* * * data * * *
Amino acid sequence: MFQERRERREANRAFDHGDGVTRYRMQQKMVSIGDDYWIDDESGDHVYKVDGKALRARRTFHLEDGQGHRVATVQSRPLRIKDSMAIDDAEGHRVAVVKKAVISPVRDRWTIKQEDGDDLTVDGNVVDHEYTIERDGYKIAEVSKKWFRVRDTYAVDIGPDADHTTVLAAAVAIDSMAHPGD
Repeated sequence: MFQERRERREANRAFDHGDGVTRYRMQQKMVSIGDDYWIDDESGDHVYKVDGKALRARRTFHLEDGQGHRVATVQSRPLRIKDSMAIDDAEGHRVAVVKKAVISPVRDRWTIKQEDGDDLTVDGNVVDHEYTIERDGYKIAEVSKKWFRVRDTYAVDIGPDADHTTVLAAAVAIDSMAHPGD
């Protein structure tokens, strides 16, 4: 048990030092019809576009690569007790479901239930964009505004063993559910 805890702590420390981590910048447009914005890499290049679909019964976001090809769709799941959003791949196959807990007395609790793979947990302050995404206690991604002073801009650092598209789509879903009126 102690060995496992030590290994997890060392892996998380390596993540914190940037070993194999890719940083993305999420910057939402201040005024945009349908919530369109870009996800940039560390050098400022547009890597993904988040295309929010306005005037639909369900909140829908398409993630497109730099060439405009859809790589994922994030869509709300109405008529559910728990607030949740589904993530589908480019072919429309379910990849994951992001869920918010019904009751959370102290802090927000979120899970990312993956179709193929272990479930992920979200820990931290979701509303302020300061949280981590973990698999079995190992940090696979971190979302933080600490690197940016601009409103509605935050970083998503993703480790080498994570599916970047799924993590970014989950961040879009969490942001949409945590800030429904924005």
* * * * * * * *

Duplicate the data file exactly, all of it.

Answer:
Amino acid sequence: MFQERRERREANRAFDHGDGVTRYRMQQKMVSIGDDYWIDDESGDHVYKVDGKALRARRTFHLEDGQGHRVATVQSRPLRIKDSMAIDDAEGHRVAVVKKAVISPVRDRWTIKQEDGDDLTVDGNVVDHEYTIERDGYKIAEVSKKWFRVRDTYAVDIGPDADHTTVLAAAVAIDSMAHPGD
Repeated sequence: MFQERRERREANRAFDHGDGVTRYRMQQKMVSIGDDYWIDDESGDHVYKVDGKALRARRTFHLEDGQGHRVATVQSRPLRIKDSMAIDDAEGHRVAVVKKAVISPVRDRWTIKQEDGDDLTVDGNVVDHEYTIERDGYKIAEVSKKWFRVRDTYAVDIGPDADHTTVLAAAVAIDSMAHPGD
């Protein structure tokens, strides 16, 4: 048990030092019809576009690569007790479901239930964009505004063993559910 805890702590420390981590910048447009914005890499290049679909019964976001090809769709799941959003791949196959807990007395609790793979947990302050995404206690991604002073801009650092598209789509879903009126 102690060995496992030590290994997890060392892996998380390596993540914190940037070993194999890719940083993305999420910057939402201040005024945009349908919530369109870009996800940039560390050098400022547009890597993904988040295309929010306005005037639909369900909140829908398409993630497109730099060439405009859809790589994922994030869509709300109405008529559910728990607030949740589904993530589908480019072919429309379910990849994951992001869920918010019904009751959370102290802090927000979120899970990312993956179709193929272990479930992920979200820990931290979701509303302020300061949280981590973990698999079995190992940090696979971190979302933080600490690197940016601009409103509605935050970083998503993703480790080498994570599916970047799924993590970014989950961040879009969490942001949409945590800030429904924005």